— ADVERTISEMENT —
Driving school sets
Chow is one of three siblings carrying on the family business created by parents Michael and Doris Shima. A-Shima's Driving School Inc. -- the "A" was added to get the company name listed first in the phone book -- began in 1959 on the recommendation of a friend who had a similar business.
The senior Shimas have been semi-retired for five or six years, but still teach a few times a week.
The couple spends much of their free time involved with the Great Commission Fellowship Church, letting sons Gary and Craig Shima and daughter Chow carry the teaching load. Daughter Lynn is the only Shima child who doesn't teach.
Chow, who has been teaching in the state Department of Transportation's driver's education program for about 10 years, said, "I love it so much I would do it almost for free."
"We grew up hearing about it," she said. Naturally, their parents taught them how to drive, "so we will be eternally their students," she added.
"Two major things they pounded into us for so many years" were that "speeding does hurt" and "don't follow too close," she said.
Doris said she always tells her students: "The most important thing is defensive driving. Always look far and high. You gotta anticipate and see the whole picture. Peripheral vision is so important."
Comparing driving conditions over the past 40 years, Doris said, "It was much safer on the roads years ago."
There's more "road rage" today, and drivers are "less polite and very impatient. You have to have good reflexes and react fast." Accidents today are mainly caused by "people (who) go through red lights."
Teenagers in particular have always liked to go fast. "I tell them that in one split second they can make a mistake that will affect you, your family, the rest of your life. You can get killed instantly. You think you can brake fast and control the car, but you can't," she said.
Doris has vivid memories of the many "nerve-racking close calls" in her career. But the one she will never forget involved teaching a student on the steep curves of Tantalus Drive.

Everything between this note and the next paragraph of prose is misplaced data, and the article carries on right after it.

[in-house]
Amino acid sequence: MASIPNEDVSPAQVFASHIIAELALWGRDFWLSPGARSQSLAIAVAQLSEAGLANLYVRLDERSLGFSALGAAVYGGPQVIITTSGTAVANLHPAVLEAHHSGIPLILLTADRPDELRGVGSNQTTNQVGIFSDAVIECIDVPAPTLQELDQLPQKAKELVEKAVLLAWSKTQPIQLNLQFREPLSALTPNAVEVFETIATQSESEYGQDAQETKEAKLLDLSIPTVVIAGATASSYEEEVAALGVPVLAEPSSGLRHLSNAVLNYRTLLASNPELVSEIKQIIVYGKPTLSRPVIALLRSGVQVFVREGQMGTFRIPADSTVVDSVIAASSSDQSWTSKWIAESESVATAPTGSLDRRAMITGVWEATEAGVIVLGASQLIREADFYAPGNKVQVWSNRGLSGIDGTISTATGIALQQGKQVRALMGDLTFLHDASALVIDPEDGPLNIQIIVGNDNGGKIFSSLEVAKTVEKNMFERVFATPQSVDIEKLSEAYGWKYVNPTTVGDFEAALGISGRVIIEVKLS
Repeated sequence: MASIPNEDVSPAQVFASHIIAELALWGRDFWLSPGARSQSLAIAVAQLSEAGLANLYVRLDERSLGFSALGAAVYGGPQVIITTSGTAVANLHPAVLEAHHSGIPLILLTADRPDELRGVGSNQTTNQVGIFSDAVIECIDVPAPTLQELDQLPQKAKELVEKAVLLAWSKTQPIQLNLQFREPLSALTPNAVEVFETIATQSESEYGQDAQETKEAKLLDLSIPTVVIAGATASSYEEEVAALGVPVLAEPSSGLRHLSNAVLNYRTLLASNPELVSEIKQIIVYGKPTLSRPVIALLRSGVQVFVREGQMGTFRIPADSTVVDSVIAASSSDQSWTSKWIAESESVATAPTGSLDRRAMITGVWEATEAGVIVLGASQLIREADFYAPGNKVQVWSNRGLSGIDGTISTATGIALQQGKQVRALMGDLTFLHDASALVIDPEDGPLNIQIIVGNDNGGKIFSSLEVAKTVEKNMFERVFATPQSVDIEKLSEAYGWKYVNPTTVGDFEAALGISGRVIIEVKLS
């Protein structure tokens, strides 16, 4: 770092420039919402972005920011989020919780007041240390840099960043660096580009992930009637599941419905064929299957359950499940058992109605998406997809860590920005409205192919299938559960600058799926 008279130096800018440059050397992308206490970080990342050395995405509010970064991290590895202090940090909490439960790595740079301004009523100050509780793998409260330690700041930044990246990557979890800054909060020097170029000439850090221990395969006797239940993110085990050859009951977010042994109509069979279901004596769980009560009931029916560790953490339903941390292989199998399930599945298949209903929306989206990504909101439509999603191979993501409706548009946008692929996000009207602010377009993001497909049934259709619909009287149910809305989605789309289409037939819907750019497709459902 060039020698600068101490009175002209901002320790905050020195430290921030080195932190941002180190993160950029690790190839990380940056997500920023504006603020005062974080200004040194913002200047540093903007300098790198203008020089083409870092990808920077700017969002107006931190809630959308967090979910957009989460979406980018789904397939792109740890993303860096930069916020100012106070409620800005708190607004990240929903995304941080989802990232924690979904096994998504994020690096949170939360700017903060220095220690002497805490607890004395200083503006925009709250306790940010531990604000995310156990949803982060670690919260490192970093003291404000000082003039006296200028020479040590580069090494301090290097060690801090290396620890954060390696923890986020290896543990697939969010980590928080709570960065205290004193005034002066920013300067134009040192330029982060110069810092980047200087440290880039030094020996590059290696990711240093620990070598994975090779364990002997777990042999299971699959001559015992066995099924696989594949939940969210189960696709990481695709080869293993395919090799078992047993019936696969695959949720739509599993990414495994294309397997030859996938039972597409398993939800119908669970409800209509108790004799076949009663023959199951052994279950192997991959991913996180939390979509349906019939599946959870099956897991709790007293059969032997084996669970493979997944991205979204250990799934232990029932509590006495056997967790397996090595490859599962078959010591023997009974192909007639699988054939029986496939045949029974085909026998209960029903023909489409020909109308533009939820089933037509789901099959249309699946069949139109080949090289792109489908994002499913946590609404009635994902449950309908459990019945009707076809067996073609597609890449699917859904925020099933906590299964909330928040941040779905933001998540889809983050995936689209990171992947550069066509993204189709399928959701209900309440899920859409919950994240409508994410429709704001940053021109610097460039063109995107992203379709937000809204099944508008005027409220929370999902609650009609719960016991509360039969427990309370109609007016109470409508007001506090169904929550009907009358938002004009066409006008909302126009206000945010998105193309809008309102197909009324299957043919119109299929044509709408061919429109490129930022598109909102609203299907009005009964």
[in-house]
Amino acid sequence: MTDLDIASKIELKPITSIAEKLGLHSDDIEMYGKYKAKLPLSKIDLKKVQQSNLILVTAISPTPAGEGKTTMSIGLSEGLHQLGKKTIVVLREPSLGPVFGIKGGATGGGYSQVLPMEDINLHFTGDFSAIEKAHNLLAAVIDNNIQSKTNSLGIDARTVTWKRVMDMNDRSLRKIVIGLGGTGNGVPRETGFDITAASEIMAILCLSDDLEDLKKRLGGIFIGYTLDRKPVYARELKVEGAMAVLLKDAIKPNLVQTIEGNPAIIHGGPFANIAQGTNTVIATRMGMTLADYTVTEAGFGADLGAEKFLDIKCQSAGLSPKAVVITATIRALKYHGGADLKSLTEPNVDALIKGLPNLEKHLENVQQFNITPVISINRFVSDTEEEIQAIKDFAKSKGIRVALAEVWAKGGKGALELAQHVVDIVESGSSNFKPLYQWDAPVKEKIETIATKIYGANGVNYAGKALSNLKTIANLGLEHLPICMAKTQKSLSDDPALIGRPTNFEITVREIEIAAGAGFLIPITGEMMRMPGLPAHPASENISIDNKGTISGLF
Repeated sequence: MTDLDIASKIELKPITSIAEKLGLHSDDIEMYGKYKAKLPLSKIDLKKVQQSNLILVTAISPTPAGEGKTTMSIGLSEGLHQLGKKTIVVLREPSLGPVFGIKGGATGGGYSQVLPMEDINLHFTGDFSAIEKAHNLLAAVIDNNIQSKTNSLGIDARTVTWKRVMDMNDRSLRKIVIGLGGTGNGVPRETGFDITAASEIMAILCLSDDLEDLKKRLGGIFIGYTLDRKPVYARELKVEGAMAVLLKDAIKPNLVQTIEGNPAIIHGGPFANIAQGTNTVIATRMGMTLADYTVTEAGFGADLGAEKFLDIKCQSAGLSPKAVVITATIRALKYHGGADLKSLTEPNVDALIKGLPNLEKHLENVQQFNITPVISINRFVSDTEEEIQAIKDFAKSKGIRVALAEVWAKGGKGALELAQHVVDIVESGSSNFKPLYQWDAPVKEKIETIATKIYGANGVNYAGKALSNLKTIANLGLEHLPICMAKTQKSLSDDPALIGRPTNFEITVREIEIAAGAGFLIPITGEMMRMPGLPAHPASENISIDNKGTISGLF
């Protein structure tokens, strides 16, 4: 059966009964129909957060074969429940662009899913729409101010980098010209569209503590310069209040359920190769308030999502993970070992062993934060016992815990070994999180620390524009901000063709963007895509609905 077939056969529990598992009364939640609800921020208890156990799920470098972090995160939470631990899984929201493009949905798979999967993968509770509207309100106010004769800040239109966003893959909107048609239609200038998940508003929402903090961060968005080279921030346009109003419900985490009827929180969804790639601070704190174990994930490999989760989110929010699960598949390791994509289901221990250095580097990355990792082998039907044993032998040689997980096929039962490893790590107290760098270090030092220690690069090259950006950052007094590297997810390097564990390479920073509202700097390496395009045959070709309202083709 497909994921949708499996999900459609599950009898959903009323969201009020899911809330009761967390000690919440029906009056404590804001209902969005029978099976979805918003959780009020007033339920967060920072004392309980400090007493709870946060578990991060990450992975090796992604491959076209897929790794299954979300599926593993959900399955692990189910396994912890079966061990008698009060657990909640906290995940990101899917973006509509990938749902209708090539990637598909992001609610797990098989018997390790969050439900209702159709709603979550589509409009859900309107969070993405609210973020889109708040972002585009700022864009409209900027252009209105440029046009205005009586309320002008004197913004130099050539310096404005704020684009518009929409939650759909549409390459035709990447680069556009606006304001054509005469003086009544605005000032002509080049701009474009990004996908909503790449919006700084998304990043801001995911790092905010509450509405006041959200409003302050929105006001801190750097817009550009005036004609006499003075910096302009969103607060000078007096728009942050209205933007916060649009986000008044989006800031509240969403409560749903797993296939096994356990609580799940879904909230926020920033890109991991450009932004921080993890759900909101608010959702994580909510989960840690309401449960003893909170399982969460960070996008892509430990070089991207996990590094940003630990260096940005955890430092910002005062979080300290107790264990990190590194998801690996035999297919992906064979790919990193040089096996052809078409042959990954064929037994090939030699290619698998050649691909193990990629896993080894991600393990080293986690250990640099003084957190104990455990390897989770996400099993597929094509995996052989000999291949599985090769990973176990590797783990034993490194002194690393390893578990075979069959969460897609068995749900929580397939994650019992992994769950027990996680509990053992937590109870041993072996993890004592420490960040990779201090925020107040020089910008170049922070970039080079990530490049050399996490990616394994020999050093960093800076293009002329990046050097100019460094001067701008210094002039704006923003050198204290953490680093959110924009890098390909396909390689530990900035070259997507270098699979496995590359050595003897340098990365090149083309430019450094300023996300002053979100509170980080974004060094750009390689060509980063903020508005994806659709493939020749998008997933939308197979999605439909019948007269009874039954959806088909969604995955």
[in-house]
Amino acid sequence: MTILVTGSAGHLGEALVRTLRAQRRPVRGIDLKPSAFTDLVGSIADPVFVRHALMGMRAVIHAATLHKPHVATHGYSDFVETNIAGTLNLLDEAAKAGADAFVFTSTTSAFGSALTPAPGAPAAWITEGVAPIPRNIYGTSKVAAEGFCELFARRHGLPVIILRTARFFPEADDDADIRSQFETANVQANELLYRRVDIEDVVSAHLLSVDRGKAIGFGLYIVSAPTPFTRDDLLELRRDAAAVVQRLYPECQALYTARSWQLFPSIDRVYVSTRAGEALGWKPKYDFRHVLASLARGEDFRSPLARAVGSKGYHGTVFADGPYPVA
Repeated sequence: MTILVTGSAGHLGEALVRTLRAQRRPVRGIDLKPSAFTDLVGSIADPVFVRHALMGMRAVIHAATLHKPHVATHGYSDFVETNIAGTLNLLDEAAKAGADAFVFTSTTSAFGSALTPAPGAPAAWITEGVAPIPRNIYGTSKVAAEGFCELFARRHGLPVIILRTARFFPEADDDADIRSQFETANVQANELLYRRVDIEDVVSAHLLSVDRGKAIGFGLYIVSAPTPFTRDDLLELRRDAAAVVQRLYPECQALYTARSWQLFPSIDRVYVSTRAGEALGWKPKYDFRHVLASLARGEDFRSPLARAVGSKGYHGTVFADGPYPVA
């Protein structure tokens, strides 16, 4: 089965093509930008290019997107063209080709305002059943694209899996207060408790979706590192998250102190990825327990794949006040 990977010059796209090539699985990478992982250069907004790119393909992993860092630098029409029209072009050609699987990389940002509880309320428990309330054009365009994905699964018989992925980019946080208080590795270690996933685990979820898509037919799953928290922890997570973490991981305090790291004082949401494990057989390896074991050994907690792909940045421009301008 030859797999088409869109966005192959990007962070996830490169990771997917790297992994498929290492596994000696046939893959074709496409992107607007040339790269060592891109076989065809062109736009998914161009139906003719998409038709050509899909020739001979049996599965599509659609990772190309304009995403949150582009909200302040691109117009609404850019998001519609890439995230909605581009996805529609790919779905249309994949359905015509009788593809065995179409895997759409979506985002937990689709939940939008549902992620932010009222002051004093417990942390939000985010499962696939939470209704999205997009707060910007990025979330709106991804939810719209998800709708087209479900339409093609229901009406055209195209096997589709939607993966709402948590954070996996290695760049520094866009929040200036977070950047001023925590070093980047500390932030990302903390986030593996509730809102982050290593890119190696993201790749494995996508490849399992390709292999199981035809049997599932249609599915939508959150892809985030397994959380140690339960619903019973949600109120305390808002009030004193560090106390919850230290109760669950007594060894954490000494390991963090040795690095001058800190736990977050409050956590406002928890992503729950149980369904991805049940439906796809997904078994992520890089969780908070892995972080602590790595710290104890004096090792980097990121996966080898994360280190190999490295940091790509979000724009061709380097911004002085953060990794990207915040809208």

He "stepped on the gas instead of the brake. I thought, 'Oh, my God! We're gonna die!' " She slammed on the brakes on the passenger's side of the car, stopping it with the front end two inches over the cliff. "It was so scary I won't forget it for the rest of my life. It was one of the times I thought -- I don't want to teach already.
"You have to be able to react and anticipate how long it will take a student to react," and move quickly in case the student doesn't, she added.
When Shima started teaching, instructors' cars had a steering wheel on the passenger side, but now cars are so compact they can reach over and grab the wheel when they see an accident about to happen, Doris said.
They all still teach in cars with a second set of brakes, though, because it would be too dangerous not to, she added.
Chow said she loves her job because it involves "helping people of many different ages who have a great need to drive," such as a woman who hasn't driven for "umpteen years" and now has to learn because her husband died.
Doris said many of her clients, the eldest of whom was 72, suddenly have to take care of a spouse who has become very ill, and "driving is a wonderful thing" that enables them to take their loved ones to the hospital.
Gary Shima, a full-time instructor for the Hawaii Job Corps, has to deal with students who speak English as a second language, so he needs a lot of patience and frequently uses diagrams or pictures to teach.
He said his parents were very patient and effective teachers.
The lessons he learned from them stuck with him, because he noted that the worst thing he ever did as a driver was "I forgot to read the parking sign warning my car would be towed away" -- and it was.